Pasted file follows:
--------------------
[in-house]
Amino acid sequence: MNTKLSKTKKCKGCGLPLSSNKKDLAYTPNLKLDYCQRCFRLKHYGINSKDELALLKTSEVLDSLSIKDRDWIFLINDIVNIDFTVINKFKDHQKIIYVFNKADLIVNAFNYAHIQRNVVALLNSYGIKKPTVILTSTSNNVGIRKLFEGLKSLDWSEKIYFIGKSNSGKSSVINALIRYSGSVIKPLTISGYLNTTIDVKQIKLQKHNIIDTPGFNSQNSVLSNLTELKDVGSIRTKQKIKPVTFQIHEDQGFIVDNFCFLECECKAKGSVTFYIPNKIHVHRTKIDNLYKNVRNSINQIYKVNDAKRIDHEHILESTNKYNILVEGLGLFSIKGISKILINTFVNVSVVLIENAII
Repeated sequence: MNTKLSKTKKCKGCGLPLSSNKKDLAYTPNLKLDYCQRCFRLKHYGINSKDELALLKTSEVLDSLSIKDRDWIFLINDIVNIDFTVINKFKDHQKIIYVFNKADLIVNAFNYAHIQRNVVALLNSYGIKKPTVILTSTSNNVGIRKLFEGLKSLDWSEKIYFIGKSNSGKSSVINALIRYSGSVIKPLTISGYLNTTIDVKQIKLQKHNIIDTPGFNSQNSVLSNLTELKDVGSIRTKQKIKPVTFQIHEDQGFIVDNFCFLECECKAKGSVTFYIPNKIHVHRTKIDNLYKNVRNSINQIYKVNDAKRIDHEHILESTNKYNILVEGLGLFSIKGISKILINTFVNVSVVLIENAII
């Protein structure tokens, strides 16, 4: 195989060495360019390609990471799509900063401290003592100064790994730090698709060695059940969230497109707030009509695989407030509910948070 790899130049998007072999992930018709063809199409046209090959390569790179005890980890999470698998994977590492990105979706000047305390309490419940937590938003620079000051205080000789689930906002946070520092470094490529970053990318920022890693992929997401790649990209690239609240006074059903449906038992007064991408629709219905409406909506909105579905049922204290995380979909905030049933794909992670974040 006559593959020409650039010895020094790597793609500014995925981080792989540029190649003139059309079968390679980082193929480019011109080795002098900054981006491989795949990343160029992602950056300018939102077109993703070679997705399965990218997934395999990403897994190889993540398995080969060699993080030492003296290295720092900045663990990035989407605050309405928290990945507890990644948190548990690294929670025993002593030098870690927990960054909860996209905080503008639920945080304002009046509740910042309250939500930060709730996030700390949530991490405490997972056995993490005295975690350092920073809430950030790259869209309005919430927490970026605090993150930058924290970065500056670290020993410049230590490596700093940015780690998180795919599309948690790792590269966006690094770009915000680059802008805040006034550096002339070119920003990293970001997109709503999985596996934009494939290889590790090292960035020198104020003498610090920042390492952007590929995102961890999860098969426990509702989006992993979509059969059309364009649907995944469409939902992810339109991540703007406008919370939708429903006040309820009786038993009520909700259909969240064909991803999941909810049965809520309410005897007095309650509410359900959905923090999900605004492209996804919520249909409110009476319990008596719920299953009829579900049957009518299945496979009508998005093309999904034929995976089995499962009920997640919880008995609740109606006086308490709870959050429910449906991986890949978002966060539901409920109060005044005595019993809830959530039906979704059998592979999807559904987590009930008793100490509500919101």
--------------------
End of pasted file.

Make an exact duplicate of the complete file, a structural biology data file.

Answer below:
[in-house]
Amino acid sequence: MNTKLSKTKKCKGCGLPLSSNKKDLAYTPNLKLDYCQRCFRLKHYGINSKDELALLKTSEVLDSLSIKDRDWIFLINDIVNIDFTVINKFKDHQKIIYVFNKADLIVNAFNYAHIQRNVVALLNSYGIKKPTVILTSTSNNVGIRKLFEGLKSLDWSEKIYFIGKSNSGKSSVINALIRYSGSVIKPLTISGYLNTTIDVKQIKLQKHNIIDTPGFNSQNSVLSNLTELKDVGSIRTKQKIKPVTFQIHEDQGFIVDNFCFLECECKAKGSVTFYIPNKIHVHRTKIDNLYKNVRNSINQIYKVNDAKRIDHEHILESTNKYNILVEGLGLFSIKGISKILINTFVNVSVVLIENAII
Repeated sequence: MNTKLSKTKKCKGCGLPLSSNKKDLAYTPNLKLDYCQRCFRLKHYGINSKDELALLKTSEVLDSLSIKDRDWIFLINDIVNIDFTVINKFKDHQKIIYVFNKADLIVNAFNYAHIQRNVVALLNSYGIKKPTVILTSTSNNVGIRKLFEGLKSLDWSEKIYFIGKSNSGKSSVINALIRYSGSVIKPLTISGYLNTTIDVKQIKLQKHNIIDTPGFNSQNSVLSNLTELKDVGSIRTKQKIKPVTFQIHEDQGFIVDNFCFLECECKAKGSVTFYIPNKIHVHRTKIDNLYKNVRNSINQIYKVNDAKRIDHEHILESTNKYNILVEGLGLFSIKGISKILINTFVNVSVVLIENAII
């Protein structure tokens, strides 16, 4: 195989060495360019390609990471799509900063401290003592100064790994730090698709060695059940969230497109707030009509695989407030509910948070 790899130049998007072999992930018709063809199409046209090959390569790179005890980890999470698998994977590492990105979706000047305390309490419940937590938003620079000051205080000789689930906002946070520092470094490529970053990318920022890693992929997401790649990209690239609240006074059903449906038992007064991408629709219905409406909506909105579905049922204290995380979909905030049933794909992670974040 006559593959020409650039010895020094790597793609500014995925981080792989540029190649003139059309079968390679980082193929480019011109080795002098900054981006491989795949990343160029992602950056300018939102077109993703070679997705399965990218997934395999990403897994190889993540398995080969060699993080030492003296290295720092900045663990990035989407605050309405928290990945507890990644948190548990690294929670025993002593030098870690927990960054909860996209905080503008639920945080304002009046509740910042309250939500930060709730996030700390949530991490405490997972056995993490005295975690350092920073809430950030790259869209309005919430927490970026605090993150930058924290970065500056670290020993410049230590490596700093940015780690998180795919599309948690790792590269966006690094770009915000680059802008805040006034550096002339070119920003990293970001997109709503999985596996934009494939290889590790090292960035020198104020003498610090920042390492952007590929995102961890999860098969426990509702989006992993979509059969059309364009649907995944469409939902992810339109991540703007406008919370939708429903006040309820009786038993009520909700259909969240064909991803999941909810049965809520309410005897007095309650509410359900959905923090999900605004492209996804919520249909409110009476319990008596719920299953009829579900049957009518299945496979009508998005093309999904034929995976089995499962009920997640919880008995609740109606006086308490709870959050429910449906991986890949978002966060539901409920109060005044005595019993809830959530039906979704059998592979999807559904987590009930008793100490509500919101």